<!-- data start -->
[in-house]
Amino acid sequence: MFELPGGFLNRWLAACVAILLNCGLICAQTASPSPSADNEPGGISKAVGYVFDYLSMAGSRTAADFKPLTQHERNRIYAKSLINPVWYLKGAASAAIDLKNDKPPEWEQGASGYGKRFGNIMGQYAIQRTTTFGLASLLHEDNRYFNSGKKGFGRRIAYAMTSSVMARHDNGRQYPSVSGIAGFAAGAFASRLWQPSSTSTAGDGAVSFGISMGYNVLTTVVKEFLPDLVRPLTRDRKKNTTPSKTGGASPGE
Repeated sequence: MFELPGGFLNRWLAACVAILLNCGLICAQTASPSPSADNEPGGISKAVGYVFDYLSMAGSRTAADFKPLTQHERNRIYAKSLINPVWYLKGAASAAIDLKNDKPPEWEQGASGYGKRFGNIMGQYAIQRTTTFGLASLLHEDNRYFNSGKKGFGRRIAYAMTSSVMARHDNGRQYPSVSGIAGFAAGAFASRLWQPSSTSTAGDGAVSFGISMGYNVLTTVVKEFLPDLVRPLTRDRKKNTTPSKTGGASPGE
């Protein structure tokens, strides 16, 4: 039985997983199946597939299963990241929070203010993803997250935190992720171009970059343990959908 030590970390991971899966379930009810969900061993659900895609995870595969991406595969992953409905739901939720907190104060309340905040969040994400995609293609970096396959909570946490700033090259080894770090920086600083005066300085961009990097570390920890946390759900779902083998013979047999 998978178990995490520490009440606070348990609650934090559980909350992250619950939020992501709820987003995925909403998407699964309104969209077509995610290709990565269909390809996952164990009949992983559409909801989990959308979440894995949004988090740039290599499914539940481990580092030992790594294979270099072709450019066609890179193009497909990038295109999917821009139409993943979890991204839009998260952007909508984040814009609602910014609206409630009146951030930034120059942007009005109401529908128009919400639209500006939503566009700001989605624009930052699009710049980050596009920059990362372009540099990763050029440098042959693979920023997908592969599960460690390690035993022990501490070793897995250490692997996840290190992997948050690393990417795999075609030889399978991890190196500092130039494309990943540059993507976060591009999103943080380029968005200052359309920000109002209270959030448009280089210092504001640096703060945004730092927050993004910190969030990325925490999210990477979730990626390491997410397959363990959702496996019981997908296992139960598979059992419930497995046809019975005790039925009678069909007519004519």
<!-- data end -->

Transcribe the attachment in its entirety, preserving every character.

[in-house]
Amino acid sequence: MFELPGGFLNRWLAACVAILLNCGLICAQTASPSPSADNEPGGISKAVGYVFDYLSMAGSRTAADFKPLTQHERNRIYAKSLINPVWYLKGAASAAIDLKNDKPPEWEQGASGYGKRFGNIMGQYAIQRTTTFGLASLLHEDNRYFNSGKKGFGRRIAYAMTSSVMARHDNGRQYPSVSGIAGFAAGAFASRLWQPSSTSTAGDGAVSFGISMGYNVLTTVVKEFLPDLVRPLTRDRKKNTTPSKTGGASPGE
Repeated sequence: MFELPGGFLNRWLAACVAILLNCGLICAQTASPSPSADNEPGGISKAVGYVFDYLSMAGSRTAADFKPLTQHERNRIYAKSLINPVWYLKGAASAAIDLKNDKPPEWEQGASGYGKRFGNIMGQYAIQRTTTFGLASLLHEDNRYFNSGKKGFGRRIAYAMTSSVMARHDNGRQYPSVSGIAGFAAGAFASRLWQPSSTSTAGDGAVSFGISMGYNVLTTVVKEFLPDLVRPLTRDRKKNTTPSKTGGASPGE
């Protein structure tokens, strides 16, 4: 039985997983199946597939299963990241929070203010993803997250935190992720171009970059343990959908 030590970390991971899966379930009810969900061993659900895609995870595969991406595969992953409905739901939720907190104060309340905040969040994400995609293609970096396959909570946490700033090259080894770090920086600083005066300085961009990097570390920890946390759900779902083998013979047999 998978178990995490520490009440606070348990609650934090559980909350992250619950939020992501709820987003995925909403998407699964309104969209077509995610290709990565269909390809996952164990009949992983559409909801989990959308979440894995949004988090740039290599499914539940481990580092030992790594294979270099072709450019066609890179193009497909990038295109999917821009139409993943979890991204839009998260952007909508984040814009609602910014609206409630009146951030930034120059942007009005109401529908128009919400639209500006939503566009700001989605624009930052699009710049980050596009920059990362372009540099990763050029440098042959693979920023997908592969599960460690390690035993022990501490070793897995250490692997996840290190992997948050690393990417795999075609030889399978991890190196500092130039494309990943540059993507976060591009999103943080380029968005200052359309920000109002209270959030448009280089210092504001640096703060945004730092927050993004910190969030990325925490999210990477979730990626390491997410397959363990959702496996019981997908296992139960598979059992419930497995046809019975005790039925009678069909007519004519």